But I didn’t really know we were poor.  I’m still not sure.  I’m fairly certain we were, but not like those other people I spoke to who had to go catch their dinner.  A friends mom grew up cleaning and cooking the squirrels her brothers brought home.  Someone else I know, who’s maybe 21 at the time of this writing, grew up catching chickens and pigs.  I don’t know where he caught him, and if you had a farm in Florida and were missing chickens and pigs on a regular basis, I have not idea where they went, sorry.

So I’ve wondered now, for years, if we were really poor.  My dad was never paid in potatoes, although he did work for a company for almost two years that never paid him.  I didn’t go hungry.  I had a home.  So, even if I did grow up poor, I grew up right.  I guess that’s all that matters.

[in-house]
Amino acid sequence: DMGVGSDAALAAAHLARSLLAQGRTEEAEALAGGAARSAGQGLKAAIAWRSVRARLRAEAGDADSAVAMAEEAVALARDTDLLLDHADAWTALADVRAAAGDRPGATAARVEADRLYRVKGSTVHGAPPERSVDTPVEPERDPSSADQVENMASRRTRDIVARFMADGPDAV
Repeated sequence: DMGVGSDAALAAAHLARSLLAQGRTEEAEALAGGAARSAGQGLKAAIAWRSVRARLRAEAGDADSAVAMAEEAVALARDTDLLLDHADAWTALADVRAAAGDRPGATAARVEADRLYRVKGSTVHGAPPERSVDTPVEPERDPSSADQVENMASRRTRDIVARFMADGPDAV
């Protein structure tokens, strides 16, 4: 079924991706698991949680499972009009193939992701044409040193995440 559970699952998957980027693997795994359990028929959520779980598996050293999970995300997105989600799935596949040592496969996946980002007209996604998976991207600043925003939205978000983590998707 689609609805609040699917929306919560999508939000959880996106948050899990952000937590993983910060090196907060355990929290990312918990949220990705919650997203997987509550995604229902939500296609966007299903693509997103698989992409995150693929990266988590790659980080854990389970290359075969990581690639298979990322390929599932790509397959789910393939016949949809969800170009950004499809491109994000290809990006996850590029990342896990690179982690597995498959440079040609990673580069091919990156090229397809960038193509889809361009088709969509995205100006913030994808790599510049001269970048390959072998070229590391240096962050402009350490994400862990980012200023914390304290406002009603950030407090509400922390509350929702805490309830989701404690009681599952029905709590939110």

What’s wrong with free?

So I logged into WordPress today, contemplating writing a post about the books I’ve been reading and how much work is a drag on, well, everything, when I noticed the Freshly Pressed page had some things that caught my eye.  Two I dismissed as just ranting (imagine the gall of a blogger who rants incessantly!) and the other just got under my skin.

This post claims the reason people don’t want to spend money to use, say, Twitter, is because we’ve become accustomed to getting things for free on the internet, despite “shelling out the cash” for music and books in stores.  I disagree.

How long did it take for people to start “shelling out the cash” for things like Cable TV, Satellite, and Internet access?  Isn’t the RIAA still throwing a fit over piracy?  And then there’s the movie pirating which has led to every movie I’ve recently watched, both on DVD and on the big screen, to having a piracy PSA before the previews.  So is it, in fact, an Internet issue, or simply a human issue?